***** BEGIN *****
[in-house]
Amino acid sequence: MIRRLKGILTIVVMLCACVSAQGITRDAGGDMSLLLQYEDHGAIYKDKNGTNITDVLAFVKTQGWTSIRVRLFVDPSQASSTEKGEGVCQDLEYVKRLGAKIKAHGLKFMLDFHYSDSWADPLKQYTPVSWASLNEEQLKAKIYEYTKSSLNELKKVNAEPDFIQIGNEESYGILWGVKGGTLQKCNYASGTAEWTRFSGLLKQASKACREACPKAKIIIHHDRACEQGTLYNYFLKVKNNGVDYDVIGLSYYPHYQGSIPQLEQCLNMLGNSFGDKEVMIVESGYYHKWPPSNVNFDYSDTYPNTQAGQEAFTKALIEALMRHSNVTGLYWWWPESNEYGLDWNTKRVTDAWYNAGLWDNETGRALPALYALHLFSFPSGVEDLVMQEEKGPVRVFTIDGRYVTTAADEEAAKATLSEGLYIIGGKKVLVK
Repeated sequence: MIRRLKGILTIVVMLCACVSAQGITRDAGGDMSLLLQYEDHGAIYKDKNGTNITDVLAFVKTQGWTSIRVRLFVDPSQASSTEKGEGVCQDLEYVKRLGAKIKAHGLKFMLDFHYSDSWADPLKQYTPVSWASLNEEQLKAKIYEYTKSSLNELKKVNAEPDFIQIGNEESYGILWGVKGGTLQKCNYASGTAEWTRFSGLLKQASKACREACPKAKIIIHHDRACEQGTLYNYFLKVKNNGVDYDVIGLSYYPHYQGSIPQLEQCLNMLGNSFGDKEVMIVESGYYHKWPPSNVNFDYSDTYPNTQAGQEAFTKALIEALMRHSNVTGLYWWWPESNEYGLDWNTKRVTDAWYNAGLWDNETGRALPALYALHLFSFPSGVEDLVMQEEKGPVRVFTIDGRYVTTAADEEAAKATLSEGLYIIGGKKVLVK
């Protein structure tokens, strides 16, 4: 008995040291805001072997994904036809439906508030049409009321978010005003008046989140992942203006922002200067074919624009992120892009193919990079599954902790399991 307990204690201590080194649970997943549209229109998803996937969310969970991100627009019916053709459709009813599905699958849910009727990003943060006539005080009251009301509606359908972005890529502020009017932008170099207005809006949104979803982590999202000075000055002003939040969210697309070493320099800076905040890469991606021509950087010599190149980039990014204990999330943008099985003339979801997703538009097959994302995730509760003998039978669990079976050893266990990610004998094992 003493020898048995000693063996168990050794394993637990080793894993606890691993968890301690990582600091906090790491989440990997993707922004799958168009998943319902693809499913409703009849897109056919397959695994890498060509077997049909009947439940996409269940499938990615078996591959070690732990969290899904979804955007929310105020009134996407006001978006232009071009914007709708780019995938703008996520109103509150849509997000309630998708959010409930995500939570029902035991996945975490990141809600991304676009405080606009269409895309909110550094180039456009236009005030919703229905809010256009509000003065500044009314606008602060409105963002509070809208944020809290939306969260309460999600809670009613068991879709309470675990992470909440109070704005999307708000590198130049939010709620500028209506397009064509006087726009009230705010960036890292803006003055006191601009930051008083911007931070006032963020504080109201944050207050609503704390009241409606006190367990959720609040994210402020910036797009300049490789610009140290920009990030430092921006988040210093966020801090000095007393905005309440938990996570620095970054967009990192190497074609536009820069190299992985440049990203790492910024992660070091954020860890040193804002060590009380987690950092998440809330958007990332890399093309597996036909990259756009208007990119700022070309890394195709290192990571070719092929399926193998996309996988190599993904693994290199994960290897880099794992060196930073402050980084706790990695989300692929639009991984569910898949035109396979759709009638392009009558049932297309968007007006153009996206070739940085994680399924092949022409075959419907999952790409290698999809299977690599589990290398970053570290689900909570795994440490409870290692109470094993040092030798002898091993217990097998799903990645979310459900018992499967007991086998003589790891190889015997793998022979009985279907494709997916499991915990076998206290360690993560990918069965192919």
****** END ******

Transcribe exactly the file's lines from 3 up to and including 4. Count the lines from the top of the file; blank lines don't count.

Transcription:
Repeated sequence: MIRRLKGILTIVVMLCACVSAQGITRDAGGDMSLLLQYEDHGAIYKDKNGTNITDVLAFVKTQGWTSIRVRLFVDPSQASSTEKGEGVCQDLEYVKRLGAKIKAHGLKFMLDFHYSDSWADPLKQYTPVSWASLNEEQLKAKIYEYTKSSLNELKKVNAEPDFIQIGNEESYGILWGVKGGTLQKCNYASGTAEWTRFSGLLKQASKACREACPKAKIIIHHDRACEQGTLYNYFLKVKNNGVDYDVIGLSYYPHYQGSIPQLEQCLNMLGNSFGDKEVMIVESGYYHKWPPSNVNFDYSDTYPNTQAGQEAFTKALIEALMRHSNVTGLYWWWPESNEYGLDWNTKRVTDAWYNAGLWDNETGRALPALYALHLFSFPSGVEDLVMQEEKGPVRVFTIDGRYVTTAADEEAAKATLSEGLYIIGGKKVLVK
């Protein structure tokens, strides 16, 4: 008995040291805001072997994904036809439906508030049409009321978010005003008046989140992942203006922002200067074919624009992120892009193919990079599954902790399991 307990204690201590080194649970997943549209229109998803996937969310969970991100627009019916053709459709009813599905699958849910009727990003943060006539005080009251009301509606359908972005890529502020009017932008170099207005809006949104979803982590999202000075000055002003939040969210697309070493320099800076905040890469991606021509950087010599190149980039990014204990999330943008099985003339979801997703538009097959994302995730509760003998039978669990079976050893266990990610004998094992 003493020898048995000693063996168990050794394993637990080793894993606890691993968890301690990582600091906090790491989440990997993707922004799958168009998943319902693809499913409703009849897109056919397959695994890498060509077997049909009947439940996409269940499938990615078996591959070690732990969290899904979804955007929310105020009134996407006001978006232009071009914007709708780019995938703008996520109103509150849509997000309630998708959010409930995500939570029902035991996945975490990141809600991304676009405080606009269409895309909110550094180039456009236009005030919703229905809010256009509000003065500044009314606008602060409105963002509070809208944020809290939306969260309460999600809670009613068991879709309470675990992470909440109070704005999307708000590198130049939010709620500028209506397009064509006087726009009230705010960036890292803006003055006191601009930051008083911007931070006032963020504080109201944050207050609503704390009241409606006190367990959720609040994210402020910036797009300049490789610009140290920009990030430092921006988040210093966020801090000095007393905005309440938990996570620095970054967009990192190497074609536009820069190299992985440049990203790492910024992660070091954020860890040193804002060590009380987690950092998440809330958007990332890399093309597996036909990259756009208007990119700022070309890394195709290192990571070719092929399926193998996309996988190599993904693994290199994960290897880099794992060196930073402050980084706790990695989300692929639009991984569910898949035109396979759709009638392009009558049932297309968007007006153009996206070739940085994680399924092949022409075959419907999952790409290698999809299977690599589990290398970053570290689900909570795994440490409870290692109470094993040092030798002898091993217990097998799903990645979310459900018992499967007991086998003589790891190889015997793998022979009985279907494709997916499991915990076998206290360690993560990918069965192919």